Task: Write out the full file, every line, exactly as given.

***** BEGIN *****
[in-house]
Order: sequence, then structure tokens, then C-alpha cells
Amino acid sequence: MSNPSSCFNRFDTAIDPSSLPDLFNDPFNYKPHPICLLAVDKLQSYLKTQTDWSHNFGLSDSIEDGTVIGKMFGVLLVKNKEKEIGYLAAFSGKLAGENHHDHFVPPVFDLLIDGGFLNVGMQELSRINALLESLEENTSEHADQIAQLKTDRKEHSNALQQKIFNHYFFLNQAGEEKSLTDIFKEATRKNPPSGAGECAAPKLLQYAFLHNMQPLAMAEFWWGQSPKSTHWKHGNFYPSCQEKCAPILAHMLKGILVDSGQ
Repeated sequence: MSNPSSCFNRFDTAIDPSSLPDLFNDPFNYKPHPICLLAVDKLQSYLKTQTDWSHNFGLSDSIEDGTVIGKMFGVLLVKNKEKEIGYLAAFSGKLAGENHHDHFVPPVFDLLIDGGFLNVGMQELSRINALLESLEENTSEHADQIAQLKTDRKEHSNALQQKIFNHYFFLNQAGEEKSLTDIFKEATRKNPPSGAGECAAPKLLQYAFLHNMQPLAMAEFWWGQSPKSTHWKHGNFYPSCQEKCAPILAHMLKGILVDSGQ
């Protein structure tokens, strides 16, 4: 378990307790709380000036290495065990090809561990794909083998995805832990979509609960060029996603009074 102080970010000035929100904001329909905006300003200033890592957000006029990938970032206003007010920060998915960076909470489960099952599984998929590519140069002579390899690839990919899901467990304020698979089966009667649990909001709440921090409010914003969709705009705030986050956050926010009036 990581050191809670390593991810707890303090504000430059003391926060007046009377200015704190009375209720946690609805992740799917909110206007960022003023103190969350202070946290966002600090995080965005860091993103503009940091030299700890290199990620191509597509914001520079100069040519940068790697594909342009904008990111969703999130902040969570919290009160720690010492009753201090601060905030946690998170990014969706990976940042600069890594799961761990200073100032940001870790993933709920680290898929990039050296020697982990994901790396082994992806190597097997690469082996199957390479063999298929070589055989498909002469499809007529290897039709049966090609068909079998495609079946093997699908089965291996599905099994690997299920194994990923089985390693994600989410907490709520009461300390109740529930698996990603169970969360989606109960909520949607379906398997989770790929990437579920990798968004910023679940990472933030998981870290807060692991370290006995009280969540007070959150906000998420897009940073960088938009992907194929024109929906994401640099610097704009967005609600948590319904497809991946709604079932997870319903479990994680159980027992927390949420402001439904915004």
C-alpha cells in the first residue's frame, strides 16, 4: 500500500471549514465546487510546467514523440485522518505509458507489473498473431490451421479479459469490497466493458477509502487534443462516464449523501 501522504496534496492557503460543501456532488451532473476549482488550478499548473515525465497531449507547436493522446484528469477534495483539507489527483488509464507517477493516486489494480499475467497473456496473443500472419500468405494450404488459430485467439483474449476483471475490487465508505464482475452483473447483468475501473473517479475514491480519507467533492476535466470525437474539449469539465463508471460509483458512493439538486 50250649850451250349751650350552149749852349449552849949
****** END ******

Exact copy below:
[in-house]
Order: sequence, then structure tokens, then C-alpha cells
Amino acid sequence: MSNPSSCFNRFDTAIDPSSLPDLFNDPFNYKPHPICLLAVDKLQSYLKTQTDWSHNFGLSDSIEDGTVIGKMFGVLLVKNKEKEIGYLAAFSGKLAGENHHDHFVPPVFDLLIDGGFLNVGMQELSRINALLESLEENTSEHADQIAQLKTDRKEHSNALQQKIFNHYFFLNQAGEEKSLTDIFKEATRKNPPSGAGECAAPKLLQYAFLHNMQPLAMAEFWWGQSPKSTHWKHGNFYPSCQEKCAPILAHMLKGILVDSGQ
Repeated sequence: MSNPSSCFNRFDTAIDPSSLPDLFNDPFNYKPHPICLLAVDKLQSYLKTQTDWSHNFGLSDSIEDGTVIGKMFGVLLVKNKEKEIGYLAAFSGKLAGENHHDHFVPPVFDLLIDGGFLNVGMQELSRINALLESLEENTSEHADQIAQLKTDRKEHSNALQQKIFNHYFFLNQAGEEKSLTDIFKEATRKNPPSGAGECAAPKLLQYAFLHNMQPLAMAEFWWGQSPKSTHWKHGNFYPSCQEKCAPILAHMLKGILVDSGQ
């Protein structure tokens, strides 16, 4: 378990307790709380000036290495065990090809561990794909083998995805832990979509609960060029996603009074 102080970010000035929100904001329909905006300003200033890592957000006029990938970032206003007010920060998915960076909470489960099952599984998929590519140069002579390899690839990919899901467990304020698979089966009667649990909001709440921090409010914003969709705009705030986050956050926010009036 990581050191809670390593991810707890303090504000430059003391926060007046009377200015704190009375209720946690609805992740799917909110206007960022003023103190969350202070946290966002600090995080965005860091993103503009940091030299700890290199990620191509597509914001520079100069040519940068790697594909342009904008990111969703999130902040969570919290009160720690010492009753201090601060905030946690998170990014969706990976940042600069890594799961761990200073100032940001870790993933709920680290898929990039050296020697982990994901790396082994992806190597097997690469082996199957390479063999298929070589055989498909002469499809007529290897039709049966090609068909079998495609079946093997699908089965291996599905099994690997299920194994990923089985390693994600989410907490709520009461300390109740529930698996990603169970969360989606109960909520949607379906398997989770790929990437579920990798968004910023679940990472933030998981870290807060692991370290006995009280969540007070959150906000998420897009940073960088938009992907194929024109929906994401640099610097704009967005609600948590319904497809991946709604079932997870319903479990994680159980027992927390949420402001439904915004």
C-alpha cells in the first residue's frame, strides 16, 4: 500500500471549514465546487510546467514523440485522518505509458507489473498473431490451421479479459469490497466493458477509502487534443462516464449523501 501522504496534496492557503460543501456532488451532473476549482488550478499548473515525465497531449507547436493522446484528469477534495483539507489527483488509464507517477493516486489494480499475467497473456496473443500472419500468405494450404488459430485467439483474449476483471475490487465508505464482475452483473447483468475501473473517479475514491480519507467533492476535466470525437474539449469539465463508471460509483458512493439538486 50250649850451250349751650350552149749852349449552849949